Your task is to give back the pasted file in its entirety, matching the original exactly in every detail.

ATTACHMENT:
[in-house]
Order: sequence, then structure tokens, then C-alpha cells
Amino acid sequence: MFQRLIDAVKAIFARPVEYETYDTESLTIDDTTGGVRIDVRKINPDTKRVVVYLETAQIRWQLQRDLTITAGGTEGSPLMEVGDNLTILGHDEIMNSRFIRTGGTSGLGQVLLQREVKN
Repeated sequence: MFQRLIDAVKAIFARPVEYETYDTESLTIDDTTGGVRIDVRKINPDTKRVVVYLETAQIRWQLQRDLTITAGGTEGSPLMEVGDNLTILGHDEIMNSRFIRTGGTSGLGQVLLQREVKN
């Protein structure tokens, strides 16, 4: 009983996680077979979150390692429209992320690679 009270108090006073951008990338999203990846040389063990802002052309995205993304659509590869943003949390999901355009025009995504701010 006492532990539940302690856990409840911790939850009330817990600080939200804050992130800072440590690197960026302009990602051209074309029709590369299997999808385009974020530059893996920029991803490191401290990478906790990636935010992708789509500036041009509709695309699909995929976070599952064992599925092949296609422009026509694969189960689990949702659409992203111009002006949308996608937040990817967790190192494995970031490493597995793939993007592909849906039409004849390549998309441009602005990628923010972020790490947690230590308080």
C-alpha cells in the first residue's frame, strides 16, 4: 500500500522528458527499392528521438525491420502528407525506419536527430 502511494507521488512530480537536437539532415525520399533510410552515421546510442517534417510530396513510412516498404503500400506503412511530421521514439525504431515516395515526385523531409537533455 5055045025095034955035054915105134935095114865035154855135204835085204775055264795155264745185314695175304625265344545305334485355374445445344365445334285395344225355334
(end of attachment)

[in-house]
Order: sequence, then structure tokens, then C-alpha cells
Amino acid sequence: MFQRLIDAVKAIFARPVEYETYDTESLTIDDTTGGVRIDVRKINPDTKRVVVYLETAQIRWQLQRDLTITAGGTEGSPLMEVGDNLTILGHDEIMNSRFIRTGGTSGLGQVLLQREVKN
Repeated sequence: MFQRLIDAVKAIFARPVEYETYDTESLTIDDTTGGVRIDVRKINPDTKRVVVYLETAQIRWQLQRDLTITAGGTEGSPLMEVGDNLTILGHDEIMNSRFIRTGGTSGLGQVLLQREVKN
């Protein structure tokens, strides 16, 4: 009983996680077979979150390692429209992320690679 009270108090006073951008990338999203990846040389063990802002052309995205993304659509590869943003949390999901355009025009995504701010 006492532990539940302690856990409840911790939850009330817990600080939200804050992130800072440590690197960026302009990602051209074309029709590369299997999808385009974020530059893996920029991803490191401290990478906790990636935010992708789509500036041009509709695309699909995929976070599952064992599925092949296609422009026509694969189960689990949702659409992203111009002006949308996608937040990817967790190192494995970031490493597995793939993007592909849906039409004849390549998309441009602005990628923010972020790490947690230590308080």
C-alpha cells in the first residue's frame, strides 16, 4: 500500500522528458527499392528521438525491420502528407525506419536527430 502511494507521488512530480537536437539532415525520399533510410552515421546510442517534417510530396513510412516498404503500400506503412511530421521514439525504431515516395515526385523531409537533455 5055045025095034955035054915105134935095114865035154855135204835085204775055264795155264745185314695175304625265344545305334485355374445445344365445334285395344225355334